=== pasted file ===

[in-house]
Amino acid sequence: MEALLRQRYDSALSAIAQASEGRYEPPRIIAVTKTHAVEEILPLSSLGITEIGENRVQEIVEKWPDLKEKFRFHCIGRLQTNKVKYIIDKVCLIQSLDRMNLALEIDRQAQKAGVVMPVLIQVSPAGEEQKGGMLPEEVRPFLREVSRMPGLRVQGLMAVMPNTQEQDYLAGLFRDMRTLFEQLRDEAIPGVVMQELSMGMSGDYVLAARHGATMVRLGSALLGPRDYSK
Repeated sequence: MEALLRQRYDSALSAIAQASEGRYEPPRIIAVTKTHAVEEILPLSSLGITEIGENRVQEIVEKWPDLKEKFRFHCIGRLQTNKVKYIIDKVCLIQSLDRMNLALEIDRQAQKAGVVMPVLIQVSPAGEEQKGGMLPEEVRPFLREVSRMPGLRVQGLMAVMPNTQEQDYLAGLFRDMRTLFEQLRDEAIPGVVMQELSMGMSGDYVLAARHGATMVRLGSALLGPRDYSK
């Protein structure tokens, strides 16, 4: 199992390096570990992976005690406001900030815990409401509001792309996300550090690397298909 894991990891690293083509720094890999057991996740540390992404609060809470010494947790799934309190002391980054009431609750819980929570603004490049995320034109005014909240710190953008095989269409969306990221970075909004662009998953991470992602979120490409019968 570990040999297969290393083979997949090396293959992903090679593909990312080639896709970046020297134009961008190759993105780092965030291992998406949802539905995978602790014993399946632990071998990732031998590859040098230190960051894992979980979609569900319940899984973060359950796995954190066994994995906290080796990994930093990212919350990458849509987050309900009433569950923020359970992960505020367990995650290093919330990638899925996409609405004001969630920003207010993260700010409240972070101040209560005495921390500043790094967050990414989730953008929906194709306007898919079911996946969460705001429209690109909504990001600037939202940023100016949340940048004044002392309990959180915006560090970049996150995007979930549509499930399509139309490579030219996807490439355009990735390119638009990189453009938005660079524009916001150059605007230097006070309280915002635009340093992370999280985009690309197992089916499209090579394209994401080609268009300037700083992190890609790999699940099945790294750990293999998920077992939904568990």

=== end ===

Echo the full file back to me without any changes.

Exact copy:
[in-house]
Amino acid sequence: MEALLRQRYDSALSAIAQASEGRYEPPRIIAVTKTHAVEEILPLSSLGITEIGENRVQEIVEKWPDLKEKFRFHCIGRLQTNKVKYIIDKVCLIQSLDRMNLALEIDRQAQKAGVVMPVLIQVSPAGEEQKGGMLPEEVRPFLREVSRMPGLRVQGLMAVMPNTQEQDYLAGLFRDMRTLFEQLRDEAIPGVVMQELSMGMSGDYVLAARHGATMVRLGSALLGPRDYSK
Repeated sequence: MEALLRQRYDSALSAIAQASEGRYEPPRIIAVTKTHAVEEILPLSSLGITEIGENRVQEIVEKWPDLKEKFRFHCIGRLQTNKVKYIIDKVCLIQSLDRMNLALEIDRQAQKAGVVMPVLIQVSPAGEEQKGGMLPEEVRPFLREVSRMPGLRVQGLMAVMPNTQEQDYLAGLFRDMRTLFEQLRDEAIPGVVMQELSMGMSGDYVLAARHGATMVRLGSALLGPRDYSK
């Protein structure tokens, strides 16, 4: 199992390096570990992976005690406001900030815990409401509001792309996300550090690397298909 894991990891690293083509720094890999057991996740540390992404609060809470010494947790799934309190002391980054009431609750819980929570603004490049995320034109005014909240710190953008095989269409969306990221970075909004662009998953991470992602979120490409019968 570990040999297969290393083979997949090396293959992903090679593909990312080639896709970046020297134009961008190759993105780092965030291992998406949802539905995978602790014993399946632990071998990732031998590859040098230190960051894992979980979609569900319940899984973060359950796995954190066994994995906290080796990994930093990212919350990458849509987050309900009433569950923020359970992960505020367990995650290093919330990638899925996409609405004001969630920003207010993260700010409240972070101040209560005495921390500043790094967050990414989730953008929906194709306007898919079911996946969460705001429209690109909504990001600037939202940023100016949340940048004044002392309990959180915006560090970049996150995007979930549509499930399509139309490579030219996807490439355009990735390119638009990189453009938005660079524009916001150059605007230097006070309280915002635009340093992370999280985009690309197992089916499209090579394209994401080609268009300037700083992190890609790999699940099945790294750990293999998920077992939904568990």